You can find his complete listings here:
He’s been so gracious as to stop by and answer some questions for us!
MS: Can you tell us a little about your background, training, experience, etcetera? How did you get into narrating? How did you get into narrating for Dreamspinner and Dark Night Sound?
– I’ve been narrating for almost five years now, having landed my first book at Falcon Sound Company in the winter of 2013/2014. My friend, fellow narrator John Solo, was looking for new narrators and I immediately auditioned. Other than various school productions over the years, I hadn’t had too much prior experience in acting/narrating. I was more of a musician than an actor. But almost five years and 130+ audio books later, what started as a fun side gig has morphed into a full time dream job. Not only do I voice for Falcon Sound (doing mostly Dreamspinner projects), but I also opened up a studio of my own, Dark Night Sound, which my wife and I run together.
MS: Do you have a process that you go through to find the right voice for a character? How do you keep track of voices when there’s a series?
– Certainly! Our process includes an initial pre-read of the book to get an idea of what makes each character tick. Often times, a voice just comes out of my preread and works organically with the material, other times I try to imagine a famous actor or actress I would cast in the role if it were a TV series or movie, then model my voice accordingly. For any given title, (but especially for series), we record a generic line for each recurring character to ensure consistency – you can imagine the challenge of keeping track of a series with 20+ voices! So keeping recordings to rely on is important.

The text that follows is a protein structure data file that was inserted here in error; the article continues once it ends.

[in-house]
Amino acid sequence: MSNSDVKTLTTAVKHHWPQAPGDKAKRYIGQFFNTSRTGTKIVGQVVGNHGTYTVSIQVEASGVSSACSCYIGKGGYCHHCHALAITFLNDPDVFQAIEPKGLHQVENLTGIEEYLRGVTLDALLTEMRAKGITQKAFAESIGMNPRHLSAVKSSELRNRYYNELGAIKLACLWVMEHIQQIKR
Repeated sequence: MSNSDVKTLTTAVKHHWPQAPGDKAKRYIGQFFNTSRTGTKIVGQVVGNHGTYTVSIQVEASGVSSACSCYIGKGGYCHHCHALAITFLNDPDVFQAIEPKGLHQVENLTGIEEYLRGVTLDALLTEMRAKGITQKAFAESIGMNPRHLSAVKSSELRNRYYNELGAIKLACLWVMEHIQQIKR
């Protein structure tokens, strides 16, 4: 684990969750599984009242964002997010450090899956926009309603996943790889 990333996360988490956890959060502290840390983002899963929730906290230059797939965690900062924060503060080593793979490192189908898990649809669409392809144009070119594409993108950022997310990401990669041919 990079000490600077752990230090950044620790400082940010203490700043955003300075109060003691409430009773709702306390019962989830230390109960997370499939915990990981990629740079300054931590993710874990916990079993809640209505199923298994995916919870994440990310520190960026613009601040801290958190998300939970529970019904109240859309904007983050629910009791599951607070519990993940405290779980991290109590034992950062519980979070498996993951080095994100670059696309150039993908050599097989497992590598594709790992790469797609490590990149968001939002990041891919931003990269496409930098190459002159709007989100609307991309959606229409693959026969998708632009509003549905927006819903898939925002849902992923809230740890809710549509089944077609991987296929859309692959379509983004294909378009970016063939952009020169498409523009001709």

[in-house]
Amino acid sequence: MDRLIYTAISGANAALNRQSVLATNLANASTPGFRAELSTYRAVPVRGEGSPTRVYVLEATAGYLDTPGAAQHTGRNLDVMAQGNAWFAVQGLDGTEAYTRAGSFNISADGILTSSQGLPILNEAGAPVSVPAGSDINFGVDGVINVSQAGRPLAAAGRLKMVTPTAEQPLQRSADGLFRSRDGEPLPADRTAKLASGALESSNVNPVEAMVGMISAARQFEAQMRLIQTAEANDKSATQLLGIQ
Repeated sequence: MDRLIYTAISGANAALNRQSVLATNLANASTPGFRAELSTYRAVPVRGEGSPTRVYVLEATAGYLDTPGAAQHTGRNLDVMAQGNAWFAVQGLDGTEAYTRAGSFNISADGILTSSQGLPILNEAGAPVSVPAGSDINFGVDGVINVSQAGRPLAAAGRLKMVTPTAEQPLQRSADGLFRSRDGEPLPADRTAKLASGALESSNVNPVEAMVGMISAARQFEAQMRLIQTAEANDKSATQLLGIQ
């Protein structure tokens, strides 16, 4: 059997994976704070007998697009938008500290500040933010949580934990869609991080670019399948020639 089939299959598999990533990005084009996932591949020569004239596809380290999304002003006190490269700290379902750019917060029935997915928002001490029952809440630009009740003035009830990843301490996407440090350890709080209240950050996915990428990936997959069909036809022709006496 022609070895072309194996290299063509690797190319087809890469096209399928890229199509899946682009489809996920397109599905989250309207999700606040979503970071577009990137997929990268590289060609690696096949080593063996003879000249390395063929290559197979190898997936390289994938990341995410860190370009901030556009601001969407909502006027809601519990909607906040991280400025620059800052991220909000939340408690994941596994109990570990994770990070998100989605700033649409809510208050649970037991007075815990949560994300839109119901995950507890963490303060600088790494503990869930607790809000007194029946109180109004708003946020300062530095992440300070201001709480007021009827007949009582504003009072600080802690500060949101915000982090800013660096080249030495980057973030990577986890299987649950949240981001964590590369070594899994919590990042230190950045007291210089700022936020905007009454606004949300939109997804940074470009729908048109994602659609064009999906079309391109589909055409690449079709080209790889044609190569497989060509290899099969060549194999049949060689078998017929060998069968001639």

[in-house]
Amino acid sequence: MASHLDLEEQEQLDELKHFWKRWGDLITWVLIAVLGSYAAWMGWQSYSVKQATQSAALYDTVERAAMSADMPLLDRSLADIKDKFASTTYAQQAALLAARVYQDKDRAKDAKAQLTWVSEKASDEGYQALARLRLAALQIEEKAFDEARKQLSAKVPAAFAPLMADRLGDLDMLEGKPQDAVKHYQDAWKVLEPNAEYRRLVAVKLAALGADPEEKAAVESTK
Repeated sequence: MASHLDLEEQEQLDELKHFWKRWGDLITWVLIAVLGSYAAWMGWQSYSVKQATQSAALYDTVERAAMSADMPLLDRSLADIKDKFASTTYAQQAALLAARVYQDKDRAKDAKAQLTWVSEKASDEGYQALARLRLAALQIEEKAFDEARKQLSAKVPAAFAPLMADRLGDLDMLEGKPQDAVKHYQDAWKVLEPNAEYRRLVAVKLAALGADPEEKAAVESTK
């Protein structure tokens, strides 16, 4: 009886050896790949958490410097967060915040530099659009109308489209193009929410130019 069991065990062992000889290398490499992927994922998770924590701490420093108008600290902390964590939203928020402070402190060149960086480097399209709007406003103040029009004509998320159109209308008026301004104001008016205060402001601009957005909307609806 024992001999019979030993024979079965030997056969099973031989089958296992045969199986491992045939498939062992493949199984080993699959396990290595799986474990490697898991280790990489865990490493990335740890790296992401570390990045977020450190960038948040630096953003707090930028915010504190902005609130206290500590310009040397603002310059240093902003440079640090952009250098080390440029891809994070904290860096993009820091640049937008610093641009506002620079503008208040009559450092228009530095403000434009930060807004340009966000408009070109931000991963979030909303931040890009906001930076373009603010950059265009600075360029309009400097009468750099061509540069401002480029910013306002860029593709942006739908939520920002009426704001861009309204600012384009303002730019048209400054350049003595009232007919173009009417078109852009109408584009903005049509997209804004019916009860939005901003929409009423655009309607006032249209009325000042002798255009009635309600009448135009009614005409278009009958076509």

MS: Do you still audition or are you inundated with requests at this point? Do you read the book before hand? How long is your typical work day?
– I still audition from time to time if I see something that piques my interest, but more often than not I have a pretty full schedule I’m focusing on instead! It’s very flattering to be approached by an author or publisher to voice their hard work.
My typical work day is about four hours of booth time, and another four hours of post production work. That usually includes things like cleaning, (removing hard P or B sounds, tongue clicks, pops, etc), mastering, and rendering completed chapters.
MS: I know you can’t pick a favorite story or author – that would be too hard I’m sure 😉
– It is! At this point I have about two dozen favorites! 😀
But was there one character or another that was more fun to portray or more difficult or more unique… something about them that made them stand out in your mind? One that took a lot of effort and planning for? Something like that?
– I have the pleasure to work with so many talented authors: they’re so good at writing such unique, fascinating characters! They are all fun in their own ways though. Whether it’s voicing a stoned vampire for LA Witt,
was quite the emotional journey in the character of Geordie. He is such a layered and broken character, and an absolute thrill to voice. In one of his climactic scenes, I was so enthralled with the material that there wasn’t really any “acting” involved – I had to stop myself and wipe away some tears!
MS: How many “takes” do you usually need to get through an hours worth of narrating (finished product).
– I’d say an hour chapter takes me about an hour and a half to record. I typically do a few takes on any given line of dialogue until I feel like I captured the tone that the author was going for in that moment. If I’m lucky, I nail it on the first take, but other times I’ll be sitting there saying the same line a half a dozen times until I get ‘the one’.
MS: Where did you grow up? I know I saw a post from you in Oregon… Sometimes you have what seems like an accent but other times you don’t!
– I actually don’t live in Oregon – but my wife and I eloped there last fall and LOVE IT out there! We’re actually from the Midwest and live in Columbus, Ohio. I’ve heard before that mid westerners have some form of accent, but I couldn’t tell you what it sounds like!
What does your partner/family/coworkers think of your books? Do they listen and critique or not?
– Since my wife runs Dark Night Sound with me, she actually is in charge of our Quality Control, so she listens (and critiques) to every book we produce! My coworkers are other narrators, so we all try and support each other the best we can. Overall, my family and friends are very supportive and encouraging of my career!
MS: Thank you so much for stopping by Nick and we look forward to hearing more from you in the future!
Thanks for having me, Morgan! Have a great week and thanks for listening! ?